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Castle Island's Fort in Dorchester (now South Boston) where Clapp was stationed

Roger Clapp (1609–1690) was an early English colonist who settled in Dorchester, Massachusetts and served as a military and political leader in early colonial Massachusetts.

Roger Clapp was born in 1609 in Salcombe Regis, Devon, England and became a devout Puritan Christian and emigrated to Plymouth, Massachusetts in 1629/30 on the Mary and John, and then stopped in Nantasket in 1630, before eventually settling in Dorchester, Massachusetts. In 1633 in Dorchester, Massachusetts Clapp married Joanna Ford, a daughter of Thomas Ford, with her, he had fourteen children. Clapp served for many years as Lieutenant and then Captain of the Dorchester militia based at Castle Island, one of the first military forts in the original thirteen colonies. Clapp also was a member of the Ancient and Honorable Artillery Company of Massachusetts. Clapp was elected as a Deputy (Representative) to the legislature from Dorchester. Clapp retired from the militia in 1686 and died in 1690 and was buried in King's Chapel Burying Ground in Boston. He left large tracts of land to his family, including parcels in Dorcester and Ponkapoag, near the Native American Praying town. Clapp wrote an autobiography detailing his settlement in America.[1][2] Clapp's descendant Lemuel Clapp constructed the Captain Lemuel Clap House on the location of Roger Clapp's original 1633 homestead in Dorchester, possibly incorporation parts of the original homestead into the building.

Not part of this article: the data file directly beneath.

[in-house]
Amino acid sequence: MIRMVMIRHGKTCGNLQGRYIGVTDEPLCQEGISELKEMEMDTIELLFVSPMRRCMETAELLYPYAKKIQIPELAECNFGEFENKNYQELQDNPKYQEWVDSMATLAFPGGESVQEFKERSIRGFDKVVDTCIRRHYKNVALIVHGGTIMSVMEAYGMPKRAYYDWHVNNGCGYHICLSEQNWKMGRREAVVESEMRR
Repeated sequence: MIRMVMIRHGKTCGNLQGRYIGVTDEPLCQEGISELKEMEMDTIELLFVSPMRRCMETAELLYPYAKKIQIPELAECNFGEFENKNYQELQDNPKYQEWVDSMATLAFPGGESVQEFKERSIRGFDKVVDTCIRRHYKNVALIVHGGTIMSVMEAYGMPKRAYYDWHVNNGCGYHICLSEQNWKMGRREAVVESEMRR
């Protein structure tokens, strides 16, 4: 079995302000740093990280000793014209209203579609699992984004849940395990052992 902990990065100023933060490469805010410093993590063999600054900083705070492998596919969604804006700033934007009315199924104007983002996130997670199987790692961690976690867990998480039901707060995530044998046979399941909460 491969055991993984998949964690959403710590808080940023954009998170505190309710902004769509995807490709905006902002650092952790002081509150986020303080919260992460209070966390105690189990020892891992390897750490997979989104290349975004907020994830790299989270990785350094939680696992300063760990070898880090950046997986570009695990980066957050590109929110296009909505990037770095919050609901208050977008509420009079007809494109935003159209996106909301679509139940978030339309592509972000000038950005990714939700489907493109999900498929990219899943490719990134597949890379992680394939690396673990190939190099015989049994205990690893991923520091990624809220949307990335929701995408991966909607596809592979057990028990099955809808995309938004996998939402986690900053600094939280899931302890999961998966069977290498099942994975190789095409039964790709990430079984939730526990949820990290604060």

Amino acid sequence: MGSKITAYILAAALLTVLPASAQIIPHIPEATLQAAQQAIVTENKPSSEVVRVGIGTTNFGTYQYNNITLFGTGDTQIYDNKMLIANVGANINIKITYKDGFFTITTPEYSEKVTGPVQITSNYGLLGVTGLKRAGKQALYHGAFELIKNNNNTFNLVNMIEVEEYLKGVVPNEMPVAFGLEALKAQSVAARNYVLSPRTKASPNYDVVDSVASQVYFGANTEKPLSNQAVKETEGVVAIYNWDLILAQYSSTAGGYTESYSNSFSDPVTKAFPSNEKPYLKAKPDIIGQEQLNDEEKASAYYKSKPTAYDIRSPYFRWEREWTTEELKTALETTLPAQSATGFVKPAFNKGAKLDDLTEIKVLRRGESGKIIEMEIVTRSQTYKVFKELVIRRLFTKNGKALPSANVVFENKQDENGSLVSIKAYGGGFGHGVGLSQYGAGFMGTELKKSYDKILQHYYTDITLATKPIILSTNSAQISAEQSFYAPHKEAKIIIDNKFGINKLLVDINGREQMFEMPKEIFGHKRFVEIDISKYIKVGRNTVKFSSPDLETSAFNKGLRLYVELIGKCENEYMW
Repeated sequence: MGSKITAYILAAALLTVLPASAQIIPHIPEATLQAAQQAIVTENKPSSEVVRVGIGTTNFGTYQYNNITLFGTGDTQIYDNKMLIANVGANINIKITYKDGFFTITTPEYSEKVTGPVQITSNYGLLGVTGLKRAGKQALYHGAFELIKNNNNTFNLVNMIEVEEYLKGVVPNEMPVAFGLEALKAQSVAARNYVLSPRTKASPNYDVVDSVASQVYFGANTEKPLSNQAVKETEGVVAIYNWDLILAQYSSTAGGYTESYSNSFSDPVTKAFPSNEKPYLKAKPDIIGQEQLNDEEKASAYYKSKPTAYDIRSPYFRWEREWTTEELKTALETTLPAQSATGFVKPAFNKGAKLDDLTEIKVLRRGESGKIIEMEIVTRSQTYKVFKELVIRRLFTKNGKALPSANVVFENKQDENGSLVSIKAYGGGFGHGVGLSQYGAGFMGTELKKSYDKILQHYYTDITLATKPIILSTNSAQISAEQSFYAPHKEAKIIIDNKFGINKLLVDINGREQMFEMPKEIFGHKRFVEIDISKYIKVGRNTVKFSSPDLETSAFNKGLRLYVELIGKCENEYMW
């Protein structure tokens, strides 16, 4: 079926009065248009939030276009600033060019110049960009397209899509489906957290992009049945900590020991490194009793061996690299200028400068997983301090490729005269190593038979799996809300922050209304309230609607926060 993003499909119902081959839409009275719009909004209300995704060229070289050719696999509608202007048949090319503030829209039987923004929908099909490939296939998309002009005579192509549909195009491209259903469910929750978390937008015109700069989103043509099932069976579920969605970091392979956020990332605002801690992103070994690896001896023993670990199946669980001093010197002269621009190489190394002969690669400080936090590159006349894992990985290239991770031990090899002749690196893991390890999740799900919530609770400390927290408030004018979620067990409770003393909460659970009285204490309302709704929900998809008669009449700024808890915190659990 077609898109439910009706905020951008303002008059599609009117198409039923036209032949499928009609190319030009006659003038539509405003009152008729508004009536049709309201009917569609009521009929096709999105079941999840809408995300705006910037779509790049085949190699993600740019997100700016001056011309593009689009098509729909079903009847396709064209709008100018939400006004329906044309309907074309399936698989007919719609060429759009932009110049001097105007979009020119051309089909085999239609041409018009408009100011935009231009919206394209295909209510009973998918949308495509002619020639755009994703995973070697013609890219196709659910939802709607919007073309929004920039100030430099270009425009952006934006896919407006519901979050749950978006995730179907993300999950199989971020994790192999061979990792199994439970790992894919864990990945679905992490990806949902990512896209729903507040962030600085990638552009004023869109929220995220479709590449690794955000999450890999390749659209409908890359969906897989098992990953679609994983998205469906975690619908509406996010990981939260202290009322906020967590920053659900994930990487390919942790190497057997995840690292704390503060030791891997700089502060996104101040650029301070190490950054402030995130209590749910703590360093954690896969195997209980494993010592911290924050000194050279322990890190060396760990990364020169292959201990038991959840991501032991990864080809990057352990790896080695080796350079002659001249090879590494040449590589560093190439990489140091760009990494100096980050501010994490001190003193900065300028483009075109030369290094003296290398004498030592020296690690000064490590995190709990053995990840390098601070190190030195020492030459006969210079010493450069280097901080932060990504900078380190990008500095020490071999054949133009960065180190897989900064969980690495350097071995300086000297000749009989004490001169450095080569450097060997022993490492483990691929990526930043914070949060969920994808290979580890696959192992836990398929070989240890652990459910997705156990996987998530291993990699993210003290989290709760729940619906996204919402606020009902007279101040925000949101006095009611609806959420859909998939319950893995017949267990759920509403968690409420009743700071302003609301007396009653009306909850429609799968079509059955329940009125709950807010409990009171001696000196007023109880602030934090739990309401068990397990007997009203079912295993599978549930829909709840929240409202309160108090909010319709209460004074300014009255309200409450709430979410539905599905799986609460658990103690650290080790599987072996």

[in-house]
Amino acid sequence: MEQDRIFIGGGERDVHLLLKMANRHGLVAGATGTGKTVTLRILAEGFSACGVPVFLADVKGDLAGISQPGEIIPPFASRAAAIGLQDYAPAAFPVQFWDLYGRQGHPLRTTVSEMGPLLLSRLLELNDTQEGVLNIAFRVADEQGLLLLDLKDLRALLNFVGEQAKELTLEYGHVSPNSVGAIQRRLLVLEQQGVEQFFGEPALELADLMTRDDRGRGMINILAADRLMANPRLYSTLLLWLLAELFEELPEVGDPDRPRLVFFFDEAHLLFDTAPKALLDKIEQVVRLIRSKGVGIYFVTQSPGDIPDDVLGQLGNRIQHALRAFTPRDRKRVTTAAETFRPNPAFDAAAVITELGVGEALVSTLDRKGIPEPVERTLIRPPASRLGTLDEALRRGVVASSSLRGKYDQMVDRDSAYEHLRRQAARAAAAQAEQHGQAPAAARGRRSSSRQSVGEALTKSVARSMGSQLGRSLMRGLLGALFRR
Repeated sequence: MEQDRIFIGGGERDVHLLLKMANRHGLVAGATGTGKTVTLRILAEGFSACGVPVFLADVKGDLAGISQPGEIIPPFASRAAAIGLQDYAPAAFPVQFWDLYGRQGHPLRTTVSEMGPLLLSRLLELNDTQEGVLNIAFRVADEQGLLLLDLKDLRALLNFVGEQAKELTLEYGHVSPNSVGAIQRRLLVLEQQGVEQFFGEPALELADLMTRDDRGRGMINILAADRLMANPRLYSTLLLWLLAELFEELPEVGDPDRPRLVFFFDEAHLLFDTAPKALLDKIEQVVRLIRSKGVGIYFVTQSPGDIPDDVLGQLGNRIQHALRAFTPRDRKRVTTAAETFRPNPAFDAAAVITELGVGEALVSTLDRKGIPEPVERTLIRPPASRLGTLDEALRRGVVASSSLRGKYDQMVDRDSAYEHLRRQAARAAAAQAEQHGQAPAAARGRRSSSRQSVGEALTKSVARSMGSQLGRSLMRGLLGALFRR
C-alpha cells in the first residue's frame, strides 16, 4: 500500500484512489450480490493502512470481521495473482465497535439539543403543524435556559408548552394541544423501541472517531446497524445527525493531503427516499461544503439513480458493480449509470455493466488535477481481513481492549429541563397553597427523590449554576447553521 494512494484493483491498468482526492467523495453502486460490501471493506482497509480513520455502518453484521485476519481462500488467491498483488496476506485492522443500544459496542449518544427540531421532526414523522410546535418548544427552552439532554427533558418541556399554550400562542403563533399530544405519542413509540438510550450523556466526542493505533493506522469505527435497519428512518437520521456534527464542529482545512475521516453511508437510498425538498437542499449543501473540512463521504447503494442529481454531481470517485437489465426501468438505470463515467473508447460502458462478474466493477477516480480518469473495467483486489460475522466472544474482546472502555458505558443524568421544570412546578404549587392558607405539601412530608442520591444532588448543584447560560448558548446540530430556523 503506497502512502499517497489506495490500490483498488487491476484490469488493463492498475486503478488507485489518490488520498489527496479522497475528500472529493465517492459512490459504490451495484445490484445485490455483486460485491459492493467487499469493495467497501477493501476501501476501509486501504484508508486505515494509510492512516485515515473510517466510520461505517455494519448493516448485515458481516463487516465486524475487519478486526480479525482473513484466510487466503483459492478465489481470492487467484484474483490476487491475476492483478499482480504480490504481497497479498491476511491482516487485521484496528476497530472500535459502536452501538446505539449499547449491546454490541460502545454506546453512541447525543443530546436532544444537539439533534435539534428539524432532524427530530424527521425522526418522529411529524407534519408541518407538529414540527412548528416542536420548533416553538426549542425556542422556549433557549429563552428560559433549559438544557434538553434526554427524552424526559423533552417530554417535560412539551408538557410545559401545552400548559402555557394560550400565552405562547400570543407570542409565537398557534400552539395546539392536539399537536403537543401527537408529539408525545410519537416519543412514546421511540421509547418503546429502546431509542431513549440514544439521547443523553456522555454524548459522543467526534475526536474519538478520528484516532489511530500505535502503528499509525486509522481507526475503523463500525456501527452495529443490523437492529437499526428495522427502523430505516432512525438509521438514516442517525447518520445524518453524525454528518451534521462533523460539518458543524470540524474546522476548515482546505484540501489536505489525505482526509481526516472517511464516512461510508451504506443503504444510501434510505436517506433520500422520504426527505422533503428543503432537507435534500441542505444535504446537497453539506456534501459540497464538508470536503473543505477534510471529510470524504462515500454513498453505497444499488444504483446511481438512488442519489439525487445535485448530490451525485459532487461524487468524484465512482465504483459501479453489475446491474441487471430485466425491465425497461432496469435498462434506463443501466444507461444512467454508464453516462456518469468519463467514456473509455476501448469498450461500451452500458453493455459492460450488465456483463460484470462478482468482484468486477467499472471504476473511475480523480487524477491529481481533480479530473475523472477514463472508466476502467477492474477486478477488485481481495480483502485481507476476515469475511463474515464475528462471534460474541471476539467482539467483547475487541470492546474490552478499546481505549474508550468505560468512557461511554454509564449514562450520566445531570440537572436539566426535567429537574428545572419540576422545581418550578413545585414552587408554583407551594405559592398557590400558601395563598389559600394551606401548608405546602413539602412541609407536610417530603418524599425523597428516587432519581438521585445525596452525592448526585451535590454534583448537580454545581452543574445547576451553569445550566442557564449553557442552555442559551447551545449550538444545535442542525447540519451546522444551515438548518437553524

References

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